We put our X industries into two groups: the top half (industries with the best average Zacks Rank) and the bottom half (the industries with the worst average Zacks Rank). Over the last 10 years, using a one week rebalance, the top half beat the bottom half by a factor of more than 2 to 1. (To learn more visit: About Zacks Industry Rank.)
The Zacks Industry Rank is #91 for P&C, #98 for Accident & Health, #145 for Multiline, #180 for Life and #185 for Brokers.
The earnings and revenue beat ratios (percentage of companies coming out with positive surprises) of the S&P companies in the Insurance industry, which is a medium level (or M-level) component of the broader Finance sector, for the third quarter of 2015 were the same at 52.4%. The industry witnessed a 15.2% year-over-year decline in earnings despite 2.5% growth in revenues.
For the broader Finance sector, earnings and revenue beat ratios were 54.8% and 46.4%, respectively. The sector witnessed 0.5% earnings growth on 0.3% growth in revenues.
The sector is expected to witness a 4.5% year-over-year decline in revenues in Q4, but earnings are projected to grow 6.8%.
For a detailed look at the earnings trend for this sector and others, please read our latest Earnings Trends report.
Looking at the broader trends, the overall health of the industry appears to be improving despite the emergence of new issues. And learning from past experience, insurers are resorting to expense-saving measures to tread water.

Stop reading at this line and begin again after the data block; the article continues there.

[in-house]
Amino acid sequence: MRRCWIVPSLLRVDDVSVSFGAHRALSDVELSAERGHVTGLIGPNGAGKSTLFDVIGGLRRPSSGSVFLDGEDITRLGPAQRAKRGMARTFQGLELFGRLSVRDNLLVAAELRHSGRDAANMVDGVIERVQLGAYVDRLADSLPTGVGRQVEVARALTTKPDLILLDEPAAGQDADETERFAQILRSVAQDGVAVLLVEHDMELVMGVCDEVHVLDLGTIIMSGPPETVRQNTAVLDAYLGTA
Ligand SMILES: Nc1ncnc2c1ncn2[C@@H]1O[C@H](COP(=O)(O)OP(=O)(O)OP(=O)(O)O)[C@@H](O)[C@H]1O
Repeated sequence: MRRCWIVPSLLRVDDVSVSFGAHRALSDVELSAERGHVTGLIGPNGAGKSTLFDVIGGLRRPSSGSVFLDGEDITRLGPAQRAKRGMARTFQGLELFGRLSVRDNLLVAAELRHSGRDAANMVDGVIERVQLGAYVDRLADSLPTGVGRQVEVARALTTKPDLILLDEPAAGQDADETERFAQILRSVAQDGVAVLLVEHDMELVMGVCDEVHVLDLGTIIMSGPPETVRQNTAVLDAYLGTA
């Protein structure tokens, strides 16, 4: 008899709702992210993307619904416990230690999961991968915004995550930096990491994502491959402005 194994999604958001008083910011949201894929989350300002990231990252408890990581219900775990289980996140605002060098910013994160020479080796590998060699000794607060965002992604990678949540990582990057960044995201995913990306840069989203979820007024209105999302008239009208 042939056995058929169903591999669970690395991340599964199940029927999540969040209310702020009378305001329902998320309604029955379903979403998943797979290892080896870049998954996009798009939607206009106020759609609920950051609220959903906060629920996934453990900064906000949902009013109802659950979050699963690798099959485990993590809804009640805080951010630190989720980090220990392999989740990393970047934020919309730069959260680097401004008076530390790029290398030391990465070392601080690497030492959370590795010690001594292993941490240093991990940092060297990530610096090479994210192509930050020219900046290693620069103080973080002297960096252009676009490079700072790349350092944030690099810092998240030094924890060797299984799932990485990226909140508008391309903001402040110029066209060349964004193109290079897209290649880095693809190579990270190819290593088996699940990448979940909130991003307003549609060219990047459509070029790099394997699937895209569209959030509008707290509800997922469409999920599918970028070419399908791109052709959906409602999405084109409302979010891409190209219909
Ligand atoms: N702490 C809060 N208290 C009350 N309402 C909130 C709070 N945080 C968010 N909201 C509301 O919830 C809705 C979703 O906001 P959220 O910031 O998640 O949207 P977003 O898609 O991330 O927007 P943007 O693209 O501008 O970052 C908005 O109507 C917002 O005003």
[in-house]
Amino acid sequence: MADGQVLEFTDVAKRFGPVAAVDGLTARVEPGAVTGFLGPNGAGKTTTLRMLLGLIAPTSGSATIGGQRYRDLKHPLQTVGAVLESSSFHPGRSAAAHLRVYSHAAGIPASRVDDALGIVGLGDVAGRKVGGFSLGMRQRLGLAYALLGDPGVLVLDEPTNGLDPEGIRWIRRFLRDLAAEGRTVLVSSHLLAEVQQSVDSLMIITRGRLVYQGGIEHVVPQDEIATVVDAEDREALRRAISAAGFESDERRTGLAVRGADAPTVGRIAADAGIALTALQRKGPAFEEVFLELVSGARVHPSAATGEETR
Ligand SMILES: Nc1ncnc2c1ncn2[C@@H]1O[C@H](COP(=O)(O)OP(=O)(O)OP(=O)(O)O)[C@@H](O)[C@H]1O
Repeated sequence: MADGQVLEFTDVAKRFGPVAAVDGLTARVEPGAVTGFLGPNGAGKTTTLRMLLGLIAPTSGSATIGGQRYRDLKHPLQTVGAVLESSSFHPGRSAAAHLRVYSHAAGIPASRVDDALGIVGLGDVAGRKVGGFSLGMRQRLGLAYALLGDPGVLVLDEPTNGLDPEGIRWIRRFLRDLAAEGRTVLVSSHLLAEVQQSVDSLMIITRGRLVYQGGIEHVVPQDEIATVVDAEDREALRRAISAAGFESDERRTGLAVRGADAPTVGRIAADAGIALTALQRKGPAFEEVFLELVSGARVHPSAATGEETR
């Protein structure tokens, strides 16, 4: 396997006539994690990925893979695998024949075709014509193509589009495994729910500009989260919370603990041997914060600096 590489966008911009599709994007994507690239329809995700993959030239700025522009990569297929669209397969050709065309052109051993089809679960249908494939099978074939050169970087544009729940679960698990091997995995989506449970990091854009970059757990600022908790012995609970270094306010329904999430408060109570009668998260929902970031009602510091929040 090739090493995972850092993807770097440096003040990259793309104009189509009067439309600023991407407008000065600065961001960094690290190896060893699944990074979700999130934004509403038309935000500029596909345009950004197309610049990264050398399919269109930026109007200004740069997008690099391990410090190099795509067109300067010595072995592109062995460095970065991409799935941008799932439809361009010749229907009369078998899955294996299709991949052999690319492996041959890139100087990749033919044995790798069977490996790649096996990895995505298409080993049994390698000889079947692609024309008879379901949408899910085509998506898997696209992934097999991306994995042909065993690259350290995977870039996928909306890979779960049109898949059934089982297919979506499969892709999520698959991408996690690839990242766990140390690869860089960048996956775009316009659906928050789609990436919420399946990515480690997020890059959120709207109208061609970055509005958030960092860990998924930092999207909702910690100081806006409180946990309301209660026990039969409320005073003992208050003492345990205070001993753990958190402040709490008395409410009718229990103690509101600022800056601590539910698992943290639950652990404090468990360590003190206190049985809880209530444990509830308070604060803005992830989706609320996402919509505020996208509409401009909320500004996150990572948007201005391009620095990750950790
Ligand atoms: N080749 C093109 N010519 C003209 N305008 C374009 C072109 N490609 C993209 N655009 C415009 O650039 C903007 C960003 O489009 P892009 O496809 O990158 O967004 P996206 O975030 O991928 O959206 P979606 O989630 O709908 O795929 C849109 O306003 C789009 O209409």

If insurers manage to overcome the short-term resistance that may be holding back premium rate increases, they should ultimately witness margin expansion. Also, in the absence of federal regulation, insurers can take on new challenges with the ample capital that they now have.
How to Play the Insurance Sector
As you can see, apart from the recent interest rate hike, there are plenty of other reasons to be optimistic about the industry’s prospects. So it would be prudent to pick a few insurance stocks that might perform well in the near term.
We highly recommend stocks with a Zacks Rank #1 (Strong Buy) such as Aspen Insurance Holdings Ltd. (AHL) and Hallmark Financial Services Inc. (HALL - Free Report) .
However, we suggest staying away from or getting rid of Zacks Rank #5 (Strong Sell) stocks such as American International Group, Inc. (AIG - Free Report) , White Mountains Insurance Group, Ltd. , Genworth Financial, Inc. (GNW - Free Report) and Erie Indemnity Company (ERIE - Free Report) .